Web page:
Growing up in the age of pervasive social media.
Rage bait. Thirst traps. Witch hunts. Trauma dumps. These are just a few of the problematic themes that can crop up on social media, according to Middle School Academic Technology Coordinator Nate Green, who spoke to parents this month at a special tech talk called “Teens and TikTok.” And though Green started the discussion by bringing up TikTok, he warned parents to be wary of all social media platforms, which can send viewers down algorithmic rabbit holes that eat away at kids’ self-esteem.
Studies show that teens, inundated with quick screen shots and videos, fall prey to overstimulation and feel like they need to watch three screens at once to feel engaged. And with programmatic algorithms designed to keep them watching, teens often start to act and think like a social media clip, Green said. The effects of split-second media consumption on how kids behave is critical—and worrying. Green calls these behaviors—like changes in diet, a desire for new products, a change in how teens dress—“second-order effects,” which can be consequences of consuming too many mental and physical messages. As Green noted, one 8th grader he spoke with thinks social media forces kids to grow up more quickly.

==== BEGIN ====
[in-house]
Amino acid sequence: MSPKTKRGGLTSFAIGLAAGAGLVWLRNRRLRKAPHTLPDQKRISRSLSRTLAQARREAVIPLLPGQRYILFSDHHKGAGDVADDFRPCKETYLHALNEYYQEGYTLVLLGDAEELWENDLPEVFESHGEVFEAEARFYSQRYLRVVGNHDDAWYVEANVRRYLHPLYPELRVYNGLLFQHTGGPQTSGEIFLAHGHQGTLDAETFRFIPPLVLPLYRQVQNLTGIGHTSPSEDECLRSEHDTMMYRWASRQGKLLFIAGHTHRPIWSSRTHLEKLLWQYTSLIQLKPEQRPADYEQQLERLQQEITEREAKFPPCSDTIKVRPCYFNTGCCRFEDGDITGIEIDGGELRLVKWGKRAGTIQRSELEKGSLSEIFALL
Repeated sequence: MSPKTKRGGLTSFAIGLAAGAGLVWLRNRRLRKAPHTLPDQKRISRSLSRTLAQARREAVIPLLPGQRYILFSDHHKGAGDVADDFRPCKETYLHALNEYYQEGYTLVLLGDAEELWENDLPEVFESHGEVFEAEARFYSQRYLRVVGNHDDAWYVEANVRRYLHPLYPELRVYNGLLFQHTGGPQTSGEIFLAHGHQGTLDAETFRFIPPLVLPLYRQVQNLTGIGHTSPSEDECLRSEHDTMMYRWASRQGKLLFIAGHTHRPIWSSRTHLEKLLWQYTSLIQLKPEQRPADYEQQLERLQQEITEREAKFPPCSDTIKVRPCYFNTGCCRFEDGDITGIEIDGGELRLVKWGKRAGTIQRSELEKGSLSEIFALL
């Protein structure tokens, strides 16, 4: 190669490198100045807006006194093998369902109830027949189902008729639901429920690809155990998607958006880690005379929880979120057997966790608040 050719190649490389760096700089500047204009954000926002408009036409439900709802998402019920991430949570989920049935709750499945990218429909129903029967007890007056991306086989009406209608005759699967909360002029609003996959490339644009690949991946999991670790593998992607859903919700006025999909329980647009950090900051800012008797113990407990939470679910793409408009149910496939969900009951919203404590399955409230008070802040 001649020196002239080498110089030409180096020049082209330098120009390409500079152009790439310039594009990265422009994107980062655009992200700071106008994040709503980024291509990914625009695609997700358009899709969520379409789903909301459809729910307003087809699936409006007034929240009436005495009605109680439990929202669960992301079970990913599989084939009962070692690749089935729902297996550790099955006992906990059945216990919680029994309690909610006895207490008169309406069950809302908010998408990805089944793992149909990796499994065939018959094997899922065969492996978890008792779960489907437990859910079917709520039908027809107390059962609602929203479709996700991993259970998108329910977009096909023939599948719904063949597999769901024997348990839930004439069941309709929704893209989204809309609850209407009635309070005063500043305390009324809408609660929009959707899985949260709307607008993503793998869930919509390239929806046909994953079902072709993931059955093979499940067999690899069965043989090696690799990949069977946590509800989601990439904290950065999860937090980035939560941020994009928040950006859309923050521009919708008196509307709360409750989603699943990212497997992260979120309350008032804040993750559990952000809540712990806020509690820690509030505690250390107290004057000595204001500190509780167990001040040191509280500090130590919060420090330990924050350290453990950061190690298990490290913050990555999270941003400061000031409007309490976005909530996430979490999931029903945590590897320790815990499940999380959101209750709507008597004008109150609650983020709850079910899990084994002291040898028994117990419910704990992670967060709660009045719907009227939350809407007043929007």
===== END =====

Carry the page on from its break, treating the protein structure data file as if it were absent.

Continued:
Green encouraged parents to hold off on allowing access to social media platforms for as long as possible, to make sure kids’ accounts are private if and when they do get access, to watch images and videos with their kids (or over their shoulders), to monitor the amount of screen time kids have, and to “investigate changes in kids’ decisions” away from screens. The encouraging news is that Green believes many Sidwell Friends students are aware of the risks and downsides to overconsumption of social media—in part thanks to classes that discuss it. “They’re wise to it,” said Green. Even so, he cautions, parents should revisit the platforms their kids are using often and keep monitoring the messages young people are internalizing.
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